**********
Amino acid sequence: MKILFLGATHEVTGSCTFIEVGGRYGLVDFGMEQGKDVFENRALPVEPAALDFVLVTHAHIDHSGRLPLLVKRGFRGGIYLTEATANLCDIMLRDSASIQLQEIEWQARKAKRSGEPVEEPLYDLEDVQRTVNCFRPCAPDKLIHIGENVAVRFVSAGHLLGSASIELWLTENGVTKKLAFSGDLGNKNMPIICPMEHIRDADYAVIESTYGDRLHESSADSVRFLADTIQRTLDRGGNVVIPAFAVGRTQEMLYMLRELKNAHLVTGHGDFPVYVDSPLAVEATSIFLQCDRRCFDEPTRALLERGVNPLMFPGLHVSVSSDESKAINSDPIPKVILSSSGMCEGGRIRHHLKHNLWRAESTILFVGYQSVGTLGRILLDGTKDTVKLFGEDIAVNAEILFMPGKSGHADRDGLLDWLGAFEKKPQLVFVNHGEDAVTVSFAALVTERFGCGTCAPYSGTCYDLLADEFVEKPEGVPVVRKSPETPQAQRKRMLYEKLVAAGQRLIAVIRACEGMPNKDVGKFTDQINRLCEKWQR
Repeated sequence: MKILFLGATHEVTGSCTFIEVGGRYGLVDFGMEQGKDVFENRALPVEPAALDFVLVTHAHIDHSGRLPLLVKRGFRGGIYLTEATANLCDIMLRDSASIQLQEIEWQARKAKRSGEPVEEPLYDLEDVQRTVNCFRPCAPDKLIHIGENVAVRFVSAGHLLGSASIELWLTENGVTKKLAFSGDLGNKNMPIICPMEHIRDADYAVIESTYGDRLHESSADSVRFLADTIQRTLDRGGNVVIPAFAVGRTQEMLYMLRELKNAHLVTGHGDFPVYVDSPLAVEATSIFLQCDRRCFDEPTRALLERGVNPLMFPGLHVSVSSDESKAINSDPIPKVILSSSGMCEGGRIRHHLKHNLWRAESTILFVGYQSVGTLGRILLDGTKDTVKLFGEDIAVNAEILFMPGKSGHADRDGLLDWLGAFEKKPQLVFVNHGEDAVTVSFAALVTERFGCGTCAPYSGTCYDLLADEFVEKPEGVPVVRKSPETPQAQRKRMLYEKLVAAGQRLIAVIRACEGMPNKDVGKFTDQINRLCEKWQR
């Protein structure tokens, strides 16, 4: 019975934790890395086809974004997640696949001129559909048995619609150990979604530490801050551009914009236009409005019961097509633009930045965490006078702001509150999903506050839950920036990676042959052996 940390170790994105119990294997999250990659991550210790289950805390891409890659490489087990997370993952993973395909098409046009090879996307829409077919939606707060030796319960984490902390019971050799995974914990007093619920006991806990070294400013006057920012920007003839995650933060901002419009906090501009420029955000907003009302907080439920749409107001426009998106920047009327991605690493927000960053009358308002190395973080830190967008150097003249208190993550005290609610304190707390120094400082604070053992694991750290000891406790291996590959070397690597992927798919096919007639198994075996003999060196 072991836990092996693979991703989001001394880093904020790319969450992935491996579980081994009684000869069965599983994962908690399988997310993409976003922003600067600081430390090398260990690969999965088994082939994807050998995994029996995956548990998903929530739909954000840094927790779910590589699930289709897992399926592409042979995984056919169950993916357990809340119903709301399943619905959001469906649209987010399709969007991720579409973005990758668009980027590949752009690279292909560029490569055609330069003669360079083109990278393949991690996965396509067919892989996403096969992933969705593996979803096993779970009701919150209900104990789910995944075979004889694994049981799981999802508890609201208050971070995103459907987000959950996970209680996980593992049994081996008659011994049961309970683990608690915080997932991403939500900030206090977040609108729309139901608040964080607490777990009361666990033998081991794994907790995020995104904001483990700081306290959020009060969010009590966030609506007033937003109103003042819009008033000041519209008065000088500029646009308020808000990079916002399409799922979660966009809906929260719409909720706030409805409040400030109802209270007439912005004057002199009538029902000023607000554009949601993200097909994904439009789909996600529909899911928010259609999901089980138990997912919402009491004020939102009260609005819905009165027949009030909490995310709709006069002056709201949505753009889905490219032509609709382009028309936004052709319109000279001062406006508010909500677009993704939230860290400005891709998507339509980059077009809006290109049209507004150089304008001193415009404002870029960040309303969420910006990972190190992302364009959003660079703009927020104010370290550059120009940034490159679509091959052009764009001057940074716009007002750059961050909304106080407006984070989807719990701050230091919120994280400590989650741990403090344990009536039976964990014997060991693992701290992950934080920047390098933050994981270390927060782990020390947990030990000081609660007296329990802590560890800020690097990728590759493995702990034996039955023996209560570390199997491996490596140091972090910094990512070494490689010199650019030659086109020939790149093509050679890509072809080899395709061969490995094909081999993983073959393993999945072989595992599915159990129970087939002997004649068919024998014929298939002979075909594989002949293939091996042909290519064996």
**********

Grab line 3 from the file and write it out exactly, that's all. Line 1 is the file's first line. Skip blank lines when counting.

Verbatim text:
């Protein structure tokens, strides 16, 4: 019975934790890395086809974004997640696949001129559909048995619609150990979604530490801050551009914009236009409005019961097509633009930045965490006078702001509150999903506050839950920036990676042959052996 940390170790994105119990294997999250990659991550210790289950805390891409890659490489087990997370993952993973395909098409046009090879996307829409077919939606707060030796319960984490902390019971050799995974914990007093619920006991806990070294400013006057920012920007003839995650933060901002419009906090501009420029955000907003009302907080439920749409107001426009998106920047009327991605690493927000960053009358308002190395973080830190967008150097003249208190993550005290609610304190707390120094400082604070053992694991750290000891406790291996590959070397690597992927798919096919007639198994075996003999060196 072991836990092996693979991703989001001394880093904020790319969450992935491996579980081994009684000869069965599983994962908690399988997310993409976003922003600067600081430390090398260990690969999965088994082939994807050998995994029996995956548990998903929530739909954000840094927790779910590589699930289709897992399926592409042979995984056919169950993916357990809340119903709301399943619905959001469906649209987010399709969007991720579409973005990758668009980027590949752009690279292909560029490569055609330069003669360079083109990278393949991690996965396509067919892989996403096969992933969705593996979803096993779970009701919150209900104990789910995944075979004889694994049981799981999802508890609201208050971070995103459907987000959950996970209680996980593992049994081996008659011994049961309970683990608690915080997932991403939500900030206090977040609108729309139901608040964080607490777990009361666990033998081991794994907790995020995104904001483990700081306290959020009060969010009590966030609506007033937003109103003042819009008033000041519209008065000088500029646009308020808000990079916002399409799922979660966009809906929260719409909720706030409805409040400030109802209270007439912005004057002199009538029902000023607000554009949601993200097909994904439009789909996600529909899911928010259609999901089980138990997912919402009491004020939102009260609005819905009165027949009030909490995310709709006069002056709201949505753009889905490219032509609709382009028309936004052709319109000279001062406006508010909500677009993704939230860290400005891709998507339509980059077009809006290109049209507004150089304008001193415009404002870029960040309303969420910006990972190190992302364009959003660079703009927020104010370290550059120009940034490159679509091959052009764009001057940074716009007002750059961050909304106080407006984070989807719990701050230091919120994280400590989650741990403090344990009536039976964990014997060991693992701290992950934080920047390098933050994981270390927060782990020390947990030990000081609660007296329990802590560890800020690097990728590759493995702990034996039955023996209560570390199997491996490596140091972090910094990512070494490689010199650019030659086109020939790149093509050679890509072809080899395709061969490995094909081999993983073959393993999945072989595992599915159990129970087939002997004649068919024998014929298939002979075909594989002949293939091996042909290519064996």